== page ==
Paper short abstract:
The paper will present a Tahitian concept of "nati” – a knot of multidimensional relations bounding humans, non-humans, and space-time. By abandoning western nature/culture division, the island’s activists reconnect to their identity ("iho tumu") and face the global ecological destabilization.
Paper long abstract:
Drawing form the Tahitian intellectual legacy (D.Ra'apoto, H.Hiro), and indigenous activism that is both cultural and environmental, I will present the notion of "nati" (tah. knot) a knot of multidimensional relations. Over 200 years of colonialism culminating in the nuclear trials brought rapid socio-economical changes to the French Polynesia. This last event introduced subsidized, cash economy and consumptionism. It resulted in a postcolonial identity crisis. Simultaneously, current destabilization of climate strongly influences the fragile ecosystems of the Pacific islands. Indigenous activists join efforts to address these problems, which are actually one phenomenon. The islanders define it as disconnection from the land, the sea, and the ways of ancestors. Therefore not only do they care for their surroundings, or reach out for green technologies, but also they reconnect to the ancestors, the pre-colonial ontologies, and reclaim the modes of inhabiting the island and the sea. This has been given strong conceptual, symbolical and ethical frames like: "aroha" (mutual caring); "fa'afaite" (reconciliation); "nati ra'a" (bounding of people [living and not], time, spaces, non-humans, stability and mobility). To illustrate it I will mention the examples of modern use of traditional navigation and pre-Christian temple "marae". This paper aims to show conceptualization of human and non-human relations emerging from the field work. It gives methodological tool to describe the story of the people who live in the postcolonial and global reality, and try to overcome the crises enrooted in it. Can the Polynesian case be an inspiration for the Rest?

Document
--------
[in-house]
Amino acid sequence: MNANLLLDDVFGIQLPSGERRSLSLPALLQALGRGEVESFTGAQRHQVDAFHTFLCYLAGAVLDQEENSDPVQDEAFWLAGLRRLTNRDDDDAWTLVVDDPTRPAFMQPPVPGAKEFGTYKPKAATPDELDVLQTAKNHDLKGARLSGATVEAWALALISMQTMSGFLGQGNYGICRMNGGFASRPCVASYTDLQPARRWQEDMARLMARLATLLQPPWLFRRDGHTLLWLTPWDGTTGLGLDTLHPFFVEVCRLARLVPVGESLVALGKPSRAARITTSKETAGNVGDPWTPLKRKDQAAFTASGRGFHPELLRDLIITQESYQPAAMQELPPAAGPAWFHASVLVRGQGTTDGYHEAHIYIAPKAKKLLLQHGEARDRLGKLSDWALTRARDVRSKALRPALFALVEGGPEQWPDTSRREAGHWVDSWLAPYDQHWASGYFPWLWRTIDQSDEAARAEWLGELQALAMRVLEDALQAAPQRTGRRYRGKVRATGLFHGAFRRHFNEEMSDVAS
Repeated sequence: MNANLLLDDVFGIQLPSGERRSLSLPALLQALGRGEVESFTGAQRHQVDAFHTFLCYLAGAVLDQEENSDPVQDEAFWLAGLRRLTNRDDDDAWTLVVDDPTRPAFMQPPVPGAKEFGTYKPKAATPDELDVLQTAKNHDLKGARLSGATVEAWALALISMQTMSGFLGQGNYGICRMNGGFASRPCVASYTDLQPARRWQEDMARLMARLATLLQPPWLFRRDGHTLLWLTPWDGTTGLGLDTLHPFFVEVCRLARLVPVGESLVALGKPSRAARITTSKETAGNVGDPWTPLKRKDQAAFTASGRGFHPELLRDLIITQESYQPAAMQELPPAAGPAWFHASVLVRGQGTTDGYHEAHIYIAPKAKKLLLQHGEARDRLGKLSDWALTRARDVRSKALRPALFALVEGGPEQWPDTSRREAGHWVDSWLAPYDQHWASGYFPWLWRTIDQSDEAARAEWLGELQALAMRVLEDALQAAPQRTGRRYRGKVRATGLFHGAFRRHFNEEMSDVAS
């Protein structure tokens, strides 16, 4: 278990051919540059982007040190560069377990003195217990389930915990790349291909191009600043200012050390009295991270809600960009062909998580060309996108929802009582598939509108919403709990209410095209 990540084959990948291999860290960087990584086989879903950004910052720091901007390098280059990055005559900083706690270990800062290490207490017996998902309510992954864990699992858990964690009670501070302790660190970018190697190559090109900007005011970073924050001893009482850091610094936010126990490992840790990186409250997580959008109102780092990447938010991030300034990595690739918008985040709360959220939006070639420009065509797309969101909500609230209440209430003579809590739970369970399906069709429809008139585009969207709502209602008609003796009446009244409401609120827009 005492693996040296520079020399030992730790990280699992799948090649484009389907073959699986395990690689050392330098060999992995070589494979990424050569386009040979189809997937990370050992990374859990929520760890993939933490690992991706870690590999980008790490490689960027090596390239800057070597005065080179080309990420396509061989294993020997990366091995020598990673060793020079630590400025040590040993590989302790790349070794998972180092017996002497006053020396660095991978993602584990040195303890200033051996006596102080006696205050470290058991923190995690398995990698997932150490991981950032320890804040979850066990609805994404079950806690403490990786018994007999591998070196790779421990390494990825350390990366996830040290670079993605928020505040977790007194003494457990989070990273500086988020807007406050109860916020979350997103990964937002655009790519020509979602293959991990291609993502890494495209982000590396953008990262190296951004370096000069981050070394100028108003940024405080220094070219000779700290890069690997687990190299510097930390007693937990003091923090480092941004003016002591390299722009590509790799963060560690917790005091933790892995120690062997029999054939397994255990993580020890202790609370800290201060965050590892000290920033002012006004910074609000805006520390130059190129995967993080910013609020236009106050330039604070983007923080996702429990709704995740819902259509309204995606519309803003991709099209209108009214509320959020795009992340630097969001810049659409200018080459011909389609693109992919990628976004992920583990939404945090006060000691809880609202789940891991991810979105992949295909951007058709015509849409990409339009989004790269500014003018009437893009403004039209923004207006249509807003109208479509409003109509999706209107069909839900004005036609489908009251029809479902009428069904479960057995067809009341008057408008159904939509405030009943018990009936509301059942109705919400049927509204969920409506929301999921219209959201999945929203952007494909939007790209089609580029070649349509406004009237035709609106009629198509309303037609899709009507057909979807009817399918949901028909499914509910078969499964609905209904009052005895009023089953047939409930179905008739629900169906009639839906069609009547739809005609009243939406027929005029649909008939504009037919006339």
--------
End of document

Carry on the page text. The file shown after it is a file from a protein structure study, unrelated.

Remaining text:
Revisiting the culture/nature divide under the conditions of global forces